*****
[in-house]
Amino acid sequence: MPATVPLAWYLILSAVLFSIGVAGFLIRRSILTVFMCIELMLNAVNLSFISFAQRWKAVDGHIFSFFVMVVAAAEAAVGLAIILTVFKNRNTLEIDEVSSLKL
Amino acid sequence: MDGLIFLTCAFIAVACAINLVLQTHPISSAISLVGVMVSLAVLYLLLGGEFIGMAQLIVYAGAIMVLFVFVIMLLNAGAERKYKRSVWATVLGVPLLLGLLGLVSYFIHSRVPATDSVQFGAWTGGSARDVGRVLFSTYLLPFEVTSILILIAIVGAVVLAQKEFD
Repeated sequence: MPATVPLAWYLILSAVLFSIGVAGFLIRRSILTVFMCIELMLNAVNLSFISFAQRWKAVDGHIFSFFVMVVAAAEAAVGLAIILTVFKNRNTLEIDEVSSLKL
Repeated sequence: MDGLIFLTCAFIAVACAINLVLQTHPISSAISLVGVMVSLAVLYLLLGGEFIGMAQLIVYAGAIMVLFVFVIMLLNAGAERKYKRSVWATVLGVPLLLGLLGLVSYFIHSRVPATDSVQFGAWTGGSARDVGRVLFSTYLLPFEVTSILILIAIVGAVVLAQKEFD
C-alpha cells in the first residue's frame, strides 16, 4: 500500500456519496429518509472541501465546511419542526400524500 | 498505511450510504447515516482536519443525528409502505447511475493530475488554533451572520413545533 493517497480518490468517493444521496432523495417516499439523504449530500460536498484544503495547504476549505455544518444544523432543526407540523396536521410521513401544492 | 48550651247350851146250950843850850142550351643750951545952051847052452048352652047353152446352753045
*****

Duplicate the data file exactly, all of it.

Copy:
[in-house]
Amino acid sequence: MPATVPLAWYLILSAVLFSIGVAGFLIRRSILTVFMCIELMLNAVNLSFISFAQRWKAVDGHIFSFFVMVVAAAEAAVGLAIILTVFKNRNTLEIDEVSSLKL
Amino acid sequence: MDGLIFLTCAFIAVACAINLVLQTHPISSAISLVGVMVSLAVLYLLLGGEFIGMAQLIVYAGAIMVLFVFVIMLLNAGAERKYKRSVWATVLGVPLLLGLLGLVSYFIHSRVPATDSVQFGAWTGGSARDVGRVLFSTYLLPFEVTSILILIAIVGAVVLAQKEFD
Repeated sequence: MPATVPLAWYLILSAVLFSIGVAGFLIRRSILTVFMCIELMLNAVNLSFISFAQRWKAVDGHIFSFFVMVVAAAEAAVGLAIILTVFKNRNTLEIDEVSSLKL
Repeated sequence: MDGLIFLTCAFIAVACAINLVLQTHPISSAISLVGVMVSLAVLYLLLGGEFIGMAQLIVYAGAIMVLFVFVIMLLNAGAERKYKRSVWATVLGVPLLLGLLGLVSYFIHSRVPATDSVQFGAWTGGSARDVGRVLFSTYLLPFEVTSILILIAIVGAVVLAQKEFD
C-alpha cells in the first residue's frame, strides 16, 4: 500500500456519496429518509472541501465546511419542526400524500 | 498505511450510504447515516482536519443525528409502505447511475493530475488554533451572520413545533 493517497480518490468517493444521496432523495417516499439523504449530500460536498484544503495547504476549505455544518444544523432543526407540523396536521410521513401544492 | 48550651247350851146250950843850850142550351643750951545952051847052452048352652047353152446352753045